S.League foreign player quota could be reduced to three in 2018
S.League clubs might have to sign young imports with potential to be naturalised
The foreign player quota for Great Eastern-Hyundai S.League clubs could be reduced from four to three from the 2018 season.
The New Paper understands that this is one of the proposed changes for the revamp of the local professional football league.
Sources said that two of the three foreign players must be under the age of 21.
Currently, seven of the nine S.League clubs are allowed to sign three foreign players to be registered in the S.League.
Only Albirex Niigata, an all-Japanese team, and the Garena Young Lions, an all-local Under-22 developmental side, do not have imports.
The six local clubs are allowed to sign an additional import - aged under 21 - for their Under-21 Prime League (reserve) squads.
Two factors are thought to be behind the mooted change.
One is the hope that the two U-21 foreign players will play in Singapore long enough to fulfil world football governing body Fifa's five-year residency rule, and become eligible to play for the Singapore national team if they are good enough and offered citizenship.
The second is to manage the possibility that the Tote Board will disburse only about half the $16 million it pumps into the S.League anually.
If the change is put in place, a majority of the foreign players in the S.League will no longer be around next season.
There are 21 foreign players currently registered as S.League players, hailing from 12 countries - Myanmar, Brazil, Chile, Argentina, Costa Rica, France, Japan, South Korea, Croatia, Spain, Canada and Romania.
Their ages range from 22 to 32.
Five other foreigners - two from the United States, and one each from Italy, Croatia and Myanmar - are registered for the Prime League.
Out of the 21 S.League imports, only three arrived in Singapore aged 21 or under.
Warriors FC's Canadian winger Jordan Webb came to Singapore in 2010 when he was 21, while Home United defender Sirina Camara was 19 when he signed for now-defunct French team Etoile in 2011.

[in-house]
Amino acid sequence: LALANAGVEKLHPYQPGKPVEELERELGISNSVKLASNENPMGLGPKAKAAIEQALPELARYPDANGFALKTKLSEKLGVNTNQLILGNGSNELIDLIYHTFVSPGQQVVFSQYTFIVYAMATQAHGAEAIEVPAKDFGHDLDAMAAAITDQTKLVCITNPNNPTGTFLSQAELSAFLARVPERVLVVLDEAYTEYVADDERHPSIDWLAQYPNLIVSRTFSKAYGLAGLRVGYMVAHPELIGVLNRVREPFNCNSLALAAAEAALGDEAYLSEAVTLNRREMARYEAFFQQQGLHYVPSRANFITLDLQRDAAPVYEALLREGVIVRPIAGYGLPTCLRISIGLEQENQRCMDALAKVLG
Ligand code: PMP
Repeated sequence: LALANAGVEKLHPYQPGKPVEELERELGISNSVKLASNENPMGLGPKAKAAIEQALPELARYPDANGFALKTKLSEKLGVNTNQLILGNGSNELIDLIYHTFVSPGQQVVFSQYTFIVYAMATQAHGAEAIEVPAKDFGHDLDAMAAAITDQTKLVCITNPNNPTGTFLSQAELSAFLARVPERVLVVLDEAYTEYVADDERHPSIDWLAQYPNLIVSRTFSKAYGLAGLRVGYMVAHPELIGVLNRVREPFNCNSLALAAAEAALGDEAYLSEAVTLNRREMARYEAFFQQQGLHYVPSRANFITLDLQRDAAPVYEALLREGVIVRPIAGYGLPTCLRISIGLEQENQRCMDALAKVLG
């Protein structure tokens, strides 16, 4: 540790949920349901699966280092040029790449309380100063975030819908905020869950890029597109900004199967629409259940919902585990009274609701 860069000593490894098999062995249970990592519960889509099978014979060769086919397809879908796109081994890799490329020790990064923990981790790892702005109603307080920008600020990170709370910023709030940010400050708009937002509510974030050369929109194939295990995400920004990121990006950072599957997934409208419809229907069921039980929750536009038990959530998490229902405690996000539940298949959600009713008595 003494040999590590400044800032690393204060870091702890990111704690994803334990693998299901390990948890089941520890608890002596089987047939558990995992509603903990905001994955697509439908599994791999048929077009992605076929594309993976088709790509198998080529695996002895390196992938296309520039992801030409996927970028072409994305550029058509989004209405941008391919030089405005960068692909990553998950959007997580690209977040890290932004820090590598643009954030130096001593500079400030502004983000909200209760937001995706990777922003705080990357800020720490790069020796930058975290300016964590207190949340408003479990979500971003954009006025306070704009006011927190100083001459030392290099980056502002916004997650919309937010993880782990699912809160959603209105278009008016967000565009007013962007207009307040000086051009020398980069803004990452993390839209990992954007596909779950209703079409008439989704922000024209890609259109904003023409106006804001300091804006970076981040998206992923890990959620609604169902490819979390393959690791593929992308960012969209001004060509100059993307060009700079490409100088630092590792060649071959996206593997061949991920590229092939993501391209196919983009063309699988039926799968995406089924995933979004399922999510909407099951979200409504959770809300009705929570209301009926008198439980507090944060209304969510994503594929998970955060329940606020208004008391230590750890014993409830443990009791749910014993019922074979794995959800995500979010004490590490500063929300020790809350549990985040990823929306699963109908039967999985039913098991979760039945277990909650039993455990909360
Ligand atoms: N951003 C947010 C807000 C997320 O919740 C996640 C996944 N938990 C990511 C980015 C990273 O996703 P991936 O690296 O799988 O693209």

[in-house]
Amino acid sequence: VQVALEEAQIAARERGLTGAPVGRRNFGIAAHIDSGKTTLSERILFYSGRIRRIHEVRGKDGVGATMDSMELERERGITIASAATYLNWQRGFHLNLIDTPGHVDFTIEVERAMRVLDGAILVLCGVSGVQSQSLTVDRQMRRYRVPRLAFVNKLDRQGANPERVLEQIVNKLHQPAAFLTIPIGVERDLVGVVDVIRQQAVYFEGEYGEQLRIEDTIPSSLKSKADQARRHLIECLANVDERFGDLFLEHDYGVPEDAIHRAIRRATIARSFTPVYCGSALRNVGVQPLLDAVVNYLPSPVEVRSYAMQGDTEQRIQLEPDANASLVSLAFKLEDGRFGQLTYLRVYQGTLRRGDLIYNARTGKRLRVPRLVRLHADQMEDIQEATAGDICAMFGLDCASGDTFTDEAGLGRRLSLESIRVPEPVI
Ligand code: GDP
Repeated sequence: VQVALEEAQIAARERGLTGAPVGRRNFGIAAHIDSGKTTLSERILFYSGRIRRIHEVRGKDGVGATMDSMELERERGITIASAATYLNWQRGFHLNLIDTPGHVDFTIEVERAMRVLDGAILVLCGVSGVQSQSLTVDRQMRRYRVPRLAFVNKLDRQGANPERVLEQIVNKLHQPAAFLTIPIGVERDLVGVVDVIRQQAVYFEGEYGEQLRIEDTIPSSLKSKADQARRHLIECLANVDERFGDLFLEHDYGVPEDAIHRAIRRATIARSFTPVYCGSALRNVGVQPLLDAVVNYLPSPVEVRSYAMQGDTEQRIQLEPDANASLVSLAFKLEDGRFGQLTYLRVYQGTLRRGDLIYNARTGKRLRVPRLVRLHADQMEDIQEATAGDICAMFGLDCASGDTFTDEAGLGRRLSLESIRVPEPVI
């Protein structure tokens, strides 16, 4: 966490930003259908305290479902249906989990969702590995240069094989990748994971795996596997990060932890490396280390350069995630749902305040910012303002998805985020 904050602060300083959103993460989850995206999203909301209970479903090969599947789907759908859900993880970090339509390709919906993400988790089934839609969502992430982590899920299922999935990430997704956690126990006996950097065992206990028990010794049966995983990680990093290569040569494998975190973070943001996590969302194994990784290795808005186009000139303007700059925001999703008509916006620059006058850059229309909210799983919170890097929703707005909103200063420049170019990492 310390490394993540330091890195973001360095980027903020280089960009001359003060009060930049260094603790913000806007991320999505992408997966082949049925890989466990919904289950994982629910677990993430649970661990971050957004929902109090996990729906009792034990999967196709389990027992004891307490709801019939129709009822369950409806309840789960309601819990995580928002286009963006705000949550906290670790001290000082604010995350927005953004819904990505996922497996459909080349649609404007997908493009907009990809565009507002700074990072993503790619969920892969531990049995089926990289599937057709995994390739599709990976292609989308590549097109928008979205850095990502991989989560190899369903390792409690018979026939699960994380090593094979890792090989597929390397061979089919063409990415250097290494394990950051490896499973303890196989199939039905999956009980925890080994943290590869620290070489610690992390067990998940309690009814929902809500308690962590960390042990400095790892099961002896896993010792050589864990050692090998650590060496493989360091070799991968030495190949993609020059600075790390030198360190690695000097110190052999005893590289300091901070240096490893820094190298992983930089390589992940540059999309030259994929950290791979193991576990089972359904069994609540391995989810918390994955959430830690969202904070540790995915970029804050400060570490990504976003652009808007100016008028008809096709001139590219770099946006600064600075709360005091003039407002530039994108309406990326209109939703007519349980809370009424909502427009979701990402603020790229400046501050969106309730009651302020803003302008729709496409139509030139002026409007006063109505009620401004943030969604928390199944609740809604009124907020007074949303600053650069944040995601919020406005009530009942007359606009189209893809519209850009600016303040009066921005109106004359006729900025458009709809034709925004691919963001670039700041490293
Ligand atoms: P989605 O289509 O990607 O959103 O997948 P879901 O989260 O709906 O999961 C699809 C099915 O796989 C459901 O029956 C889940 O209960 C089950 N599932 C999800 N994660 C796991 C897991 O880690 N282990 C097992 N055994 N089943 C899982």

Another Home player, South Korean midfielder Song Ui Yong, was 21 when he signed for the Protectors in 2012.
All three have been touted as possible candidates for the Football Association of Singapore's Foreign Talent Scheme.
Some of the local coaches whom TNP spoke to were not convinced by the proposed move to groom foreign players into naturalised citizens.
In the last few years, the standard of our foreigners have not been up to the mark... so to me, I would rather give a local boy a chance.Geylang International coach Md Noor Ali
Said Geylang International coach Md Noor Ali: "What's the point of trying to naturalise these players and get them citizenship five years down the road, when you can turn local boys into national team players in just two or three years?
"Anyway, in the last few years, the standard of our foreigners have not been up to the mark.
"Look at Webb. He is a good player, but I can compare him to Shawal Anuar or (Warriors winger) Hafiz Nor. Camara is comparable to Shakir (Hamzah, Tampines defender).
"There is not too much difference in quality, so to me, I would rather give a local boy a chance."
Noor, a former national team winger, has blooded several Prime League players into the S.League and some have caught the eye, such as 18-year-old midfielder Noor Ariff and 20-year-old striker Ifwat Ismail.
Added the 42-year-old coach: "To me, there's no point in signing the two U-21 foreigners.
"Look at the Prime League foreigners now. Who is good enough to play in the S.League?
"I would rather use the entire budget for three players for one very good foreigner who can really make a difference for the team, and give the two other spots in the team to U-21 local players."
Home United coach Aidil Sharin shared similar concerns.
With Camara, Song and goals from chief striker Stipe Plazibat from Croatia, the 40-year-old coach guided the Protectors to the Asean zone final of the AFC Cup competition (the Asian equivalent of the Europa League) this season.
But he believes such achievements in continental competition will be made more difficult for S.League sides, if the mooted change goes ahead.
"If you look at all the teams in the AFC Cup, there are no foreign imports under the age of 21," said Aidil.
"Why? Because if they are young and have enough quality, they would be playing in Europe.
"To get young foreigners is easy. But to get quality is another question.
"The plan (for 2018) may seem good for the long-term future of Singapore football.
"But how can the FAS guarantee they will stay? If they perform in the S.League, they will be offered bigger contracts (by overseas clubs) and will leave."